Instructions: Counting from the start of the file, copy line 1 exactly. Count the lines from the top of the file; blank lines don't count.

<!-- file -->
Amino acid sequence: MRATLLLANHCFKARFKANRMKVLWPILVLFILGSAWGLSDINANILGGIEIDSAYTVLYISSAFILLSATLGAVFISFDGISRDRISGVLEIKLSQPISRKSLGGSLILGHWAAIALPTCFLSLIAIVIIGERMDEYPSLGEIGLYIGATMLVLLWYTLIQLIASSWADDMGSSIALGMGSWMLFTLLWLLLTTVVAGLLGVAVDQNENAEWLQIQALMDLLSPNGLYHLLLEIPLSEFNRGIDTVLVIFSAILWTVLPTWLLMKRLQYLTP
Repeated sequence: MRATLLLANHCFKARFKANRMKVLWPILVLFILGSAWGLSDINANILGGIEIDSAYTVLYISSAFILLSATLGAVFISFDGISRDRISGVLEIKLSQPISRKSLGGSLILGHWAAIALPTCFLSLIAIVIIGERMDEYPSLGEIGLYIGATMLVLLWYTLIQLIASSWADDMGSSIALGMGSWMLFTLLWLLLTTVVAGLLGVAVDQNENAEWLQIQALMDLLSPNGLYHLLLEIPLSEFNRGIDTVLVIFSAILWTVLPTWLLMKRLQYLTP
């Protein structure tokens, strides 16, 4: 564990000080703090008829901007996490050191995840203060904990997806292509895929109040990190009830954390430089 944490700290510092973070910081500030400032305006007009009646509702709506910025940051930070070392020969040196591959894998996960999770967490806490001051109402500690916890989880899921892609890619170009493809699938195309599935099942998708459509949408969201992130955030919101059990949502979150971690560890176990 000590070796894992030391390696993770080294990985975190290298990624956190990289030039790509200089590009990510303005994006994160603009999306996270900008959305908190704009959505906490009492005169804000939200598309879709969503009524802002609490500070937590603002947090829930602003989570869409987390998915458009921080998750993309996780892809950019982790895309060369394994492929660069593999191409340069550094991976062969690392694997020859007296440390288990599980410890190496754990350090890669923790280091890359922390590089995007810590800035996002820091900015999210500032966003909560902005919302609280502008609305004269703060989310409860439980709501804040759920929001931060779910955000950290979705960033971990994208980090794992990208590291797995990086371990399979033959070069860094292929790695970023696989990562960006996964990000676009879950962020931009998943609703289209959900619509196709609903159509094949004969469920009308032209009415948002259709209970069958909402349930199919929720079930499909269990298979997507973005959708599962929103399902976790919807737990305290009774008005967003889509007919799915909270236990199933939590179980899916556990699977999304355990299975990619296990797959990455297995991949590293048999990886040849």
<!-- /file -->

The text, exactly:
Amino acid sequence: MRATLLLANHCFKARFKANRMKVLWPILVLFILGSAWGLSDINANILGGIEIDSAYTVLYISSAFILLSATLGAVFISFDGISRDRISGVLEIKLSQPISRKSLGGSLILGHWAAIALPTCFLSLIAIVIIGERMDEYPSLGEIGLYIGATMLVLLWYTLIQLIASSWADDMGSSIALGMGSWMLFTLLWLLLTTVVAGLLGVAVDQNENAEWLQIQALMDLLSPNGLYHLLLEIPLSEFNRGIDTVLVIFSAILWTVLPTWLLMKRLQYLTP